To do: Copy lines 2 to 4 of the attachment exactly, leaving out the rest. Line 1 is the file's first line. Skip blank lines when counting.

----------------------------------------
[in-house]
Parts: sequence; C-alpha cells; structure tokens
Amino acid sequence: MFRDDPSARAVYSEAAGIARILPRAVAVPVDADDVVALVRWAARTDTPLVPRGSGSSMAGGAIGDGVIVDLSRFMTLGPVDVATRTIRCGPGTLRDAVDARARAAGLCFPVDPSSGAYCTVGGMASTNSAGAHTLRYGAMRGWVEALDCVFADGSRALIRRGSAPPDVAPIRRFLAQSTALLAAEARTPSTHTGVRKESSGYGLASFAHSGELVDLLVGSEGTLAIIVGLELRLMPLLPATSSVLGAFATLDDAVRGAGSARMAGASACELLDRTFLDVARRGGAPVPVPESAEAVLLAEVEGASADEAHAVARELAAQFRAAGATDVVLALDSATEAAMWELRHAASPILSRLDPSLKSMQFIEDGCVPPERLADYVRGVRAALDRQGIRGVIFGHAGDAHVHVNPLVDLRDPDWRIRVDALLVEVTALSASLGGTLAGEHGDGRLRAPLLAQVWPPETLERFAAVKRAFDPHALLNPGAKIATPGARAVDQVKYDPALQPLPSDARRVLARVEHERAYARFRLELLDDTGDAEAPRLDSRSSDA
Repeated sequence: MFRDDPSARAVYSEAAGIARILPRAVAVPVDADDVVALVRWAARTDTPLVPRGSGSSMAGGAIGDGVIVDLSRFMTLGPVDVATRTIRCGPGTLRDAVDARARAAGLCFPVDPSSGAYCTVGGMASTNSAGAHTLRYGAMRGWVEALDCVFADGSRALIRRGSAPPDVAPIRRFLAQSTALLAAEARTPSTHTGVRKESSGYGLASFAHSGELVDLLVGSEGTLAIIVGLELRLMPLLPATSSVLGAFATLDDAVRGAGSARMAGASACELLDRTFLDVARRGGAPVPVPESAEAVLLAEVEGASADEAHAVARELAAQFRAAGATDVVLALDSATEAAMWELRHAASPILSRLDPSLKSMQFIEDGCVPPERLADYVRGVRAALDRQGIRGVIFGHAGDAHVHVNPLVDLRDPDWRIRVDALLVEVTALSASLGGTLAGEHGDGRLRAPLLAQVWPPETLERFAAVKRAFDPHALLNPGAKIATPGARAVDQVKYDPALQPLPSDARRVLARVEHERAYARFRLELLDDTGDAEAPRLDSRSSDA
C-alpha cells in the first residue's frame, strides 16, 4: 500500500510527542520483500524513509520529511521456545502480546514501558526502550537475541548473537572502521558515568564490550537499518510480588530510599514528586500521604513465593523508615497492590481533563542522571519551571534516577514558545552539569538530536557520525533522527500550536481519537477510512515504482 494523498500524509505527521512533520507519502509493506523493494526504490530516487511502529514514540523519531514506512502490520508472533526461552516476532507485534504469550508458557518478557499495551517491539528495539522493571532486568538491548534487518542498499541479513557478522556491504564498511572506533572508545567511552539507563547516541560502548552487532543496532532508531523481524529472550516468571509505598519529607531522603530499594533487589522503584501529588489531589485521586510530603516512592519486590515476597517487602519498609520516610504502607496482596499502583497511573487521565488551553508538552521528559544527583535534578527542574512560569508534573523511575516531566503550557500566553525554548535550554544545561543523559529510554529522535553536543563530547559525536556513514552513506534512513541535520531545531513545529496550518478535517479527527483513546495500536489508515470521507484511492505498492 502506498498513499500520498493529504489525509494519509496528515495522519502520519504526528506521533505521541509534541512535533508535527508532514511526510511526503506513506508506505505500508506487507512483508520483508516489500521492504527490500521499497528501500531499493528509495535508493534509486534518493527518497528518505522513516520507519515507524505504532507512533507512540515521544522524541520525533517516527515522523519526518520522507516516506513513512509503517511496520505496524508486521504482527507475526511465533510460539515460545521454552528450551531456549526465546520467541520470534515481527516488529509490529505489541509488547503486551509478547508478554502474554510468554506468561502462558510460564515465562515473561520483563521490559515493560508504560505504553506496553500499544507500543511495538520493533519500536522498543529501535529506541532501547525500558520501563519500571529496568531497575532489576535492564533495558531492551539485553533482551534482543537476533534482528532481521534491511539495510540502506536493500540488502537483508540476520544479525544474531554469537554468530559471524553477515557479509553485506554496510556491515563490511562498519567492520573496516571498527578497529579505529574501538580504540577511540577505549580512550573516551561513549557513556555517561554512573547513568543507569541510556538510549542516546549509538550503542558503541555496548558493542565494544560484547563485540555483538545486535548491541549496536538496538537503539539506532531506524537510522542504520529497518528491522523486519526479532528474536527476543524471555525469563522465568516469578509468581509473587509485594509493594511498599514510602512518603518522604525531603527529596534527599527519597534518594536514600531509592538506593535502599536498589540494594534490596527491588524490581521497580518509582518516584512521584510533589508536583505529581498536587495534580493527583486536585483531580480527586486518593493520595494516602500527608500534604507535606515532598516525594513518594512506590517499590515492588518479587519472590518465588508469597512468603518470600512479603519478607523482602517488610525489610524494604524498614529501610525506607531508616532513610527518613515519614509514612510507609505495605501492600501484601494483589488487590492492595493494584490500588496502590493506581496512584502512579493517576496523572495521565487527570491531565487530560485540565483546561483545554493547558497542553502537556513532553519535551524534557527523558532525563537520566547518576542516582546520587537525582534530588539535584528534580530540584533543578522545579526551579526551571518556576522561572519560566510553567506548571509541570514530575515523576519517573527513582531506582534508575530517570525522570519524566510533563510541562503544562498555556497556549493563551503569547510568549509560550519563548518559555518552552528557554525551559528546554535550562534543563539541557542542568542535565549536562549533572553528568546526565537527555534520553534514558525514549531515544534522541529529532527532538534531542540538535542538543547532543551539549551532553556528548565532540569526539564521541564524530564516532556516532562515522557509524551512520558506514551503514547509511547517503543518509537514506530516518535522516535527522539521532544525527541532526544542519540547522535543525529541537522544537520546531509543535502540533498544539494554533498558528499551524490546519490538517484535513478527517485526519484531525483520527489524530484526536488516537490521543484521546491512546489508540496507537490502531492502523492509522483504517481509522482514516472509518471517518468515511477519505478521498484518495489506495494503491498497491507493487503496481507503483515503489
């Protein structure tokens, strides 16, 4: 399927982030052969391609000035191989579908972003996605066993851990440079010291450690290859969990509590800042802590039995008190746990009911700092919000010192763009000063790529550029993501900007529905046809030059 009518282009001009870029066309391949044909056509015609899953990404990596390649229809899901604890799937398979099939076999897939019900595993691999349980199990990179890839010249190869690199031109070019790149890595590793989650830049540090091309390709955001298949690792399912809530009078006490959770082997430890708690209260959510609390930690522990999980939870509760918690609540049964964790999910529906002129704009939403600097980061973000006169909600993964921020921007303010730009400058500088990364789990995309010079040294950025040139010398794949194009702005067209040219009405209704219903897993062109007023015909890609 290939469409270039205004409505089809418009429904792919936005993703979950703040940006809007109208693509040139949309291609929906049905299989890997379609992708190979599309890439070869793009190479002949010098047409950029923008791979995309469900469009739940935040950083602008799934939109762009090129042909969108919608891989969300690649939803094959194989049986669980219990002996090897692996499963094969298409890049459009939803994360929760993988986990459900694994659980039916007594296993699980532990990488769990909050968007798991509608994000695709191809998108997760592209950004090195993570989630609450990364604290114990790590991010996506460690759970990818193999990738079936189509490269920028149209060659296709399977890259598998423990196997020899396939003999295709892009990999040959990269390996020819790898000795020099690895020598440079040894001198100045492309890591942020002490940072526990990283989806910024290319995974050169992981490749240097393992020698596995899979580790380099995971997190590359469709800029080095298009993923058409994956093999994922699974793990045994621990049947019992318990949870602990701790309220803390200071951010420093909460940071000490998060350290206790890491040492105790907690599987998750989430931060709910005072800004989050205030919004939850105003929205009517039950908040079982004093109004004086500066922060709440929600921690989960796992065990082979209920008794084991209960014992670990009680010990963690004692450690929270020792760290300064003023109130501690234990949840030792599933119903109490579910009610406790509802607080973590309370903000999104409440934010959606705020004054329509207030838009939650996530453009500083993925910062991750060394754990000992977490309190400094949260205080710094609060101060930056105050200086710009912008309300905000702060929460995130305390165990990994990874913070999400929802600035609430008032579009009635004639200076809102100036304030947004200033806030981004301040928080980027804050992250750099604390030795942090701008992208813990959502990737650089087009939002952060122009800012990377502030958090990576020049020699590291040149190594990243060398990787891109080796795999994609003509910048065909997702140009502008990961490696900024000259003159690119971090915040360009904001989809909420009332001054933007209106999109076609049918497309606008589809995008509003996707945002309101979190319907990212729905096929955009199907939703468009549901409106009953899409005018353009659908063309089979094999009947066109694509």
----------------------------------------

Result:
Parts: sequence; C-alpha cells; structure tokens
Amino acid sequence: MFRDDPSARAVYSEAAGIARILPRAVAVPVDADDVVALVRWAARTDTPLVPRGSGSSMAGGAIGDGVIVDLSRFMTLGPVDVATRTIRCGPGTLRDAVDARARAAGLCFPVDPSSGAYCTVGGMASTNSAGAHTLRYGAMRGWVEALDCVFADGSRALIRRGSAPPDVAPIRRFLAQSTALLAAEARTPSTHTGVRKESSGYGLASFAHSGELVDLLVGSEGTLAIIVGLELRLMPLLPATSSVLGAFATLDDAVRGAGSARMAGASACELLDRTFLDVARRGGAPVPVPESAEAVLLAEVEGASADEAHAVARELAAQFRAAGATDVVLALDSATEAAMWELRHAASPILSRLDPSLKSMQFIEDGCVPPERLADYVRGVRAALDRQGIRGVIFGHAGDAHVHVNPLVDLRDPDWRIRVDALLVEVTALSASLGGTLAGEHGDGRLRAPLLAQVWPPETLERFAAVKRAFDPHALLNPGAKIATPGARAVDQVKYDPALQPLPSDARRVLARVEHERAYARFRLELLDDTGDAEAPRLDSRSSDA
Repeated sequence: MFRDDPSARAVYSEAAGIARILPRAVAVPVDADDVVALVRWAARTDTPLVPRGSGSSMAGGAIGDGVIVDLSRFMTLGPVDVATRTIRCGPGTLRDAVDARARAAGLCFPVDPSSGAYCTVGGMASTNSAGAHTLRYGAMRGWVEALDCVFADGSRALIRRGSAPPDVAPIRRFLAQSTALLAAEARTPSTHTGVRKESSGYGLASFAHSGELVDLLVGSEGTLAIIVGLELRLMPLLPATSSVLGAFATLDDAVRGAGSARMAGASACELLDRTFLDVARRGGAPVPVPESAEAVLLAEVEGASADEAHAVARELAAQFRAAGATDVVLALDSATEAAMWELRHAASPILSRLDPSLKSMQFIEDGCVPPERLADYVRGVRAALDRQGIRGVIFGHAGDAHVHVNPLVDLRDPDWRIRVDALLVEVTALSASLGGTLAGEHGDGRLRAPLLAQVWPPETLERFAAVKRAFDPHALLNPGAKIATPGARAVDQVKYDPALQPLPSDARRVLARVEHERAYARFRLELLDDTGDAEAPRLDSRSSDA